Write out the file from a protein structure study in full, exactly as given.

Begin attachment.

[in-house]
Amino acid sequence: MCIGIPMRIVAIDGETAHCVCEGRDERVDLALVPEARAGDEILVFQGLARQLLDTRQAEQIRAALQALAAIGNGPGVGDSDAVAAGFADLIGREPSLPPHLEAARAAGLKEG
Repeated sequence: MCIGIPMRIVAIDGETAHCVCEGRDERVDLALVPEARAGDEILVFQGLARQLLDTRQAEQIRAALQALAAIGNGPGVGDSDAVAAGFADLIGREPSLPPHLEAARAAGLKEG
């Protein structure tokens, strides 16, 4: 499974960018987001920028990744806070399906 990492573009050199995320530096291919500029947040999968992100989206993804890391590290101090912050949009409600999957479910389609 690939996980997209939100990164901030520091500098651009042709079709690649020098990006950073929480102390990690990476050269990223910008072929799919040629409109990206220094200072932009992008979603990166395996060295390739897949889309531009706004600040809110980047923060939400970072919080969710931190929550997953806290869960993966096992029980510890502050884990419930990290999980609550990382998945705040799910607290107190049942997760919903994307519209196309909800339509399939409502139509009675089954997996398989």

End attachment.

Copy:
[in-house]
Amino acid sequence: MCIGIPMRIVAIDGETAHCVCEGRDERVDLALVPEARAGDEILVFQGLARQLLDTRQAEQIRAALQALAAIGNGPGVGDSDAVAAGFADLIGREPSLPPHLEAARAAGLKEG
Repeated sequence: MCIGIPMRIVAIDGETAHCVCEGRDERVDLALVPEARAGDEILVFQGLARQLLDTRQAEQIRAALQALAAIGNGPGVGDSDAVAAGFADLIGREPSLPPHLEAARAAGLKEG
């Protein structure tokens, strides 16, 4: 499974960018987001920028990744806070399906 990492573009050199995320530096291919500029947040999968992100989206993804890391590290101090912050949009409600999957479910389609 690939996980997209939100990164901030520091500098651009042709079709690649020098990006950073929480102390990690990476050269990223910008072929799919040629409109990206220094200072932009992008979603990166395996060295390739897949889309531009706004600040809110980047923060939400970072919080969710931190929550997953806290869960993966096992029980510890502050884990419930990290999980609550990382998945705040799910607290107190049942997760919903994307519209196309909800339509399939409502139509009675089954997996398989």